One of the great benefits of time as it relates to technology is that electronics that once cost a fortune get cheaper over time. If you remember the first HDTV’s, they were priced so as to be exclusively for the rich. Fast forward 10 years, and I can buy one at Walmart for roughly the same price as dinner for two at a steak house. We see the same downhill flow in things like Red Dot sights and ballistic solvers. So it is with great joy I introduce a new brand of flashlight that looks poised to really shake things up.
Nightstick lights are based out of Wylie, TX, and at a glance, you can see the design mimicking of the industry leader. In this case, that isn’t a bad thing. Referencing the above, why haven’t the “industry leaders” lights gotten cheaper over time? Why do they still retail at around $350, the same price they were in 2007? An exception to the base law of economics is if you have an exclusive government contract. In which case, you don’t have to discount anything, ever.
Nightstick looks very much like the weapons-mounted light that costs nearly three times as much and actually puts out 200 more lumens. At a 1200 lumen output, this thing is a monster. Speaking for my own tests, it fits Safariland holsters for the Sig P320 and Glock 34/17 that are made for the Surefire X300.
Design-wise, the Nightstick TWM-30 packs in a lot of features. It has momentary on push button activation, “on on” activation, and programable strobe. With 2x CR123 batteries, it has a long run time of 1 hour 45 minutes. And oh that beam! One typical difference between good flashlights and bad is beam dispersal. Lumens output can be a false indicator of quality. A flashlight can have very high output but reflect that output in a way that is less than ideal. Nightstick has both a deep center beam, combined with a very good flood effect at closer range. I would call it an ideal mix of beam dispersal, you can tell some engineering went into this one.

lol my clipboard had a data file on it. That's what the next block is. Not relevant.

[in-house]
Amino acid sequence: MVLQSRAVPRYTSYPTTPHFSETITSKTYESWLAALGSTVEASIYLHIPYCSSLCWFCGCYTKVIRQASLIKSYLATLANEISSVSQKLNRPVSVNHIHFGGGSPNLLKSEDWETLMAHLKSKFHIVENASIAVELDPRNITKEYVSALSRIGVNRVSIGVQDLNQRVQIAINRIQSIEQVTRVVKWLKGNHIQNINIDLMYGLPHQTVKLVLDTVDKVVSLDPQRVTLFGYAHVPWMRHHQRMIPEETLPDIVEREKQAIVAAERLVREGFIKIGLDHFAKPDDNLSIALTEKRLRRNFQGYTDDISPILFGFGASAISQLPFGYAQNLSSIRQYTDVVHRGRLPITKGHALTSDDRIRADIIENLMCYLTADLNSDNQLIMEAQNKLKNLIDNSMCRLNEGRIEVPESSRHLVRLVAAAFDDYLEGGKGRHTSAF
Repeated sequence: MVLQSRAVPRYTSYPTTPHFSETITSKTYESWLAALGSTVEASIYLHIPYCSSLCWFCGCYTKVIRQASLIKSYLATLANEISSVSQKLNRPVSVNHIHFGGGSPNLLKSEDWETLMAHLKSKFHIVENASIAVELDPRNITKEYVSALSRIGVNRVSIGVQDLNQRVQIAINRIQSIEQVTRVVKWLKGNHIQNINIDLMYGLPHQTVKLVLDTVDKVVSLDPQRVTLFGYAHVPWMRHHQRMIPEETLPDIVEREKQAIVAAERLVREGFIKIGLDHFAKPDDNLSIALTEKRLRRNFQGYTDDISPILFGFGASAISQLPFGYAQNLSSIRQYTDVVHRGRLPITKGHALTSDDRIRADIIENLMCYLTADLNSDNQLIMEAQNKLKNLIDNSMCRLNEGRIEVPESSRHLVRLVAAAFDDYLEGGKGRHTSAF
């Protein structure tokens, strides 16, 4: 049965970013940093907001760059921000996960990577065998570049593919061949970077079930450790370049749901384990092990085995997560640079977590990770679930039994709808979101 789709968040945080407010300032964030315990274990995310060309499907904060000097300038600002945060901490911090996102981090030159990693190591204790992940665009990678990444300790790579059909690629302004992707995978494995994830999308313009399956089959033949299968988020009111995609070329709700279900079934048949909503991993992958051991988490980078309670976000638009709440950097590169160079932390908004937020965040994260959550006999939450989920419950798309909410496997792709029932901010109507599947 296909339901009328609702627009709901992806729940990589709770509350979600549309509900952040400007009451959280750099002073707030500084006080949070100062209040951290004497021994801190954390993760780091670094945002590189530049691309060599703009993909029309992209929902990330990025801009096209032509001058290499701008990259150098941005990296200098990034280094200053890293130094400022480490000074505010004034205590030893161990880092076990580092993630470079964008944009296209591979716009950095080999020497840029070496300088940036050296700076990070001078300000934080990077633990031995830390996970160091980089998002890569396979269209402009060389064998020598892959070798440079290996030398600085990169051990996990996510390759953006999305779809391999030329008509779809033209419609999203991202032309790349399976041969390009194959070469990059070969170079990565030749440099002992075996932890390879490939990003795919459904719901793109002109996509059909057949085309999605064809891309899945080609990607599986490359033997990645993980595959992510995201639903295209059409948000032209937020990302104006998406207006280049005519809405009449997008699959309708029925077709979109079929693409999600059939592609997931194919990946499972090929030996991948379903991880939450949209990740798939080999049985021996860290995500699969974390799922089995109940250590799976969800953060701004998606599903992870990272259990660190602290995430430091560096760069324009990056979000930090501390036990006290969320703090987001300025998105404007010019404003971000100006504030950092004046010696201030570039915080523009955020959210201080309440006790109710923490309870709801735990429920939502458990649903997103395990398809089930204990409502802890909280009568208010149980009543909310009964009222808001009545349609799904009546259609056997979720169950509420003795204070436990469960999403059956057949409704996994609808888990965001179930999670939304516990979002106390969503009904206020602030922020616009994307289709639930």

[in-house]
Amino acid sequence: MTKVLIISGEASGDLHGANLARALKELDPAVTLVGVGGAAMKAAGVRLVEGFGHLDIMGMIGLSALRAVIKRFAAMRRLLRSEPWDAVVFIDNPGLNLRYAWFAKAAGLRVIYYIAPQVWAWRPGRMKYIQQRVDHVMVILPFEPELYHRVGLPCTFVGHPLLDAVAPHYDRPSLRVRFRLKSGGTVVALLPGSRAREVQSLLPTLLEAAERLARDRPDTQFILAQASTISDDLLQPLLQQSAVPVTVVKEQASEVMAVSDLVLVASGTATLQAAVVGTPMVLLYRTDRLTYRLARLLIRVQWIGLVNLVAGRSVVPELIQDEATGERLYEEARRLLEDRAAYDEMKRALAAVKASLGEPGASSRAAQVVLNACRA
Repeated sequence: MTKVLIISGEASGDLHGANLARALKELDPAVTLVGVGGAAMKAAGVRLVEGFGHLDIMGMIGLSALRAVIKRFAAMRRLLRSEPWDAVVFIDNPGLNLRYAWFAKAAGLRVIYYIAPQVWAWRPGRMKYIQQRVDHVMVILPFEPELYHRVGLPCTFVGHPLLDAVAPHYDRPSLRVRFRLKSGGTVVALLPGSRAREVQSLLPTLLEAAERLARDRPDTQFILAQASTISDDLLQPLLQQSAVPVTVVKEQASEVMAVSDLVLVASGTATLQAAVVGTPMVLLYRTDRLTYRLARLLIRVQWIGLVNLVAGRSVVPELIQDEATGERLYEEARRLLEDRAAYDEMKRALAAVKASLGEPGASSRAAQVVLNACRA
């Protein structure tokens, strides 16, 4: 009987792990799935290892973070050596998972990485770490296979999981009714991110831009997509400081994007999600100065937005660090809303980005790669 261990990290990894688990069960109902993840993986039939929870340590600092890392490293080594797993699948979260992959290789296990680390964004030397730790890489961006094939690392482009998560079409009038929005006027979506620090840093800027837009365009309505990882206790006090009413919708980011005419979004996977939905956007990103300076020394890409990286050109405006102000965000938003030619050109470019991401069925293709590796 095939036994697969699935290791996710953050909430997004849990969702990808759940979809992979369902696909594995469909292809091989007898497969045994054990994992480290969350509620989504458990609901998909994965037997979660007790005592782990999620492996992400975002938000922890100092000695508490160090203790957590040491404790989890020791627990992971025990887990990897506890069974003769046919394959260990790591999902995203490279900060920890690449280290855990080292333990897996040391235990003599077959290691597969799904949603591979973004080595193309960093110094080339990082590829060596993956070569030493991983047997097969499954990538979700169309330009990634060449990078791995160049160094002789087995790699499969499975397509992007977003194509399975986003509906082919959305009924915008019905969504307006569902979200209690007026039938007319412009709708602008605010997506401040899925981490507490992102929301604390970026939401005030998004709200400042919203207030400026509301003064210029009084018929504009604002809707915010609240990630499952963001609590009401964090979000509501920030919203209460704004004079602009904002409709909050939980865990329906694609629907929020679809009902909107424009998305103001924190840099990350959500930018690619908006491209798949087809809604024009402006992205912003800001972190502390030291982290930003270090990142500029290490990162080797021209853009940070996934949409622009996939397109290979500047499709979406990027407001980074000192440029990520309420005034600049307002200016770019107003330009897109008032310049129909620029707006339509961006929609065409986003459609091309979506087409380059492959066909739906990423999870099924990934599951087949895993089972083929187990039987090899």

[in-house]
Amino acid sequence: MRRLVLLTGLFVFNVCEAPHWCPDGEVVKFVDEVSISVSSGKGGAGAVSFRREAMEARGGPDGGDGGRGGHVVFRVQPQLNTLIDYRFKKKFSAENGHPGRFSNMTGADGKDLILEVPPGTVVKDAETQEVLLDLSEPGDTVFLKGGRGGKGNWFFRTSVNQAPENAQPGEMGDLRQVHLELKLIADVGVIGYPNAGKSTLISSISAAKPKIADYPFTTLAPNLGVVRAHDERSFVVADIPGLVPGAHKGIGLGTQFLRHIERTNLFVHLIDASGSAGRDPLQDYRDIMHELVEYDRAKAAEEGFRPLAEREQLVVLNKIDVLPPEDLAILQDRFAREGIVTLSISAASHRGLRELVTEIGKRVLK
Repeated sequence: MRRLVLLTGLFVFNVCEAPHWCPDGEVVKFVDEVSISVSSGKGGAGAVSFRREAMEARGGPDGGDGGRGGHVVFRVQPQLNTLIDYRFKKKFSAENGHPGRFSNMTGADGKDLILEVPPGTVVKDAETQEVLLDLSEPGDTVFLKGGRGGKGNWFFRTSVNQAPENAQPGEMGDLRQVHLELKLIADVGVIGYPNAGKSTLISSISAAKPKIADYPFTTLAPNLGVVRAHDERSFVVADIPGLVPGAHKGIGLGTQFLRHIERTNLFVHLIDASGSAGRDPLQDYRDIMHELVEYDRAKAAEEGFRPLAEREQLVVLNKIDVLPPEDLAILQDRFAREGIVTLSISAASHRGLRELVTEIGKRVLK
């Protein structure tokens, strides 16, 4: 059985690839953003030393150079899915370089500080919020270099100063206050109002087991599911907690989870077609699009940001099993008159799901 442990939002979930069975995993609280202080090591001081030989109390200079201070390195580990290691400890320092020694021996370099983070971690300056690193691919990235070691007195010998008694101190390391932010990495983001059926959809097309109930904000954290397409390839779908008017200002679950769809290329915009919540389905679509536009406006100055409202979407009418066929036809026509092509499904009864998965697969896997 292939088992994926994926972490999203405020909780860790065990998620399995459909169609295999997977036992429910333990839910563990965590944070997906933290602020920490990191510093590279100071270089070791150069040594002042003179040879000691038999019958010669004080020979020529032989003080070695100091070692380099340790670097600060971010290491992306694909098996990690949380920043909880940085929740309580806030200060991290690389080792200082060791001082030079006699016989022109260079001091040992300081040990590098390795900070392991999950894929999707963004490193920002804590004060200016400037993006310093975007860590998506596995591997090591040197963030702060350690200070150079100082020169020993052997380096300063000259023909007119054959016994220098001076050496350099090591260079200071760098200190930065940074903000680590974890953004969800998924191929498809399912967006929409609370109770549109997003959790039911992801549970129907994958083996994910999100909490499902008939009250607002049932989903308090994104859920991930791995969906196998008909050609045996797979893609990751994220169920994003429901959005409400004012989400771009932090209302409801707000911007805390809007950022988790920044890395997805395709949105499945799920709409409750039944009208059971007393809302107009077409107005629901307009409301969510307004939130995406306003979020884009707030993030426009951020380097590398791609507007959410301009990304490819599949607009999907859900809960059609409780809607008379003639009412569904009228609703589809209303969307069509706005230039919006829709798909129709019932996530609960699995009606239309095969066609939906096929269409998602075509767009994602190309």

What does it cost, in terms of features, to get the price point down to $129.00? There are very few shortcuts taken, but in my opinion, they are acceptable to the vast majority of users. First, the Nightstick uses a screw to retain the flashlight instead of a spring-loaded quick detach lever. Small deal, since I have yet to need to rapidly remove my pistol light. It’s a little more work to swap batteries, but not a big deal to most of us. The second bit is that the battery box also requires a Phillips head screwdriver to access. It is MUCH easier to make a waterproof battery compartment with a screw than a throw lever, in terms of CNC machine time. Yes, it requires a tool to change batteries, but it costs right at 1/3rd the price of its “operator Steve” counterpart.
I am really happy to see such a high-quality light hit the market at such a low price. Pistol lights are absolutely fantastic for nightstand or combat guns, and I highly recommend them. With Nightstick branded lights, that tactical advantage just became a reality for a whole new segment of consumers.
Size comparison to X300U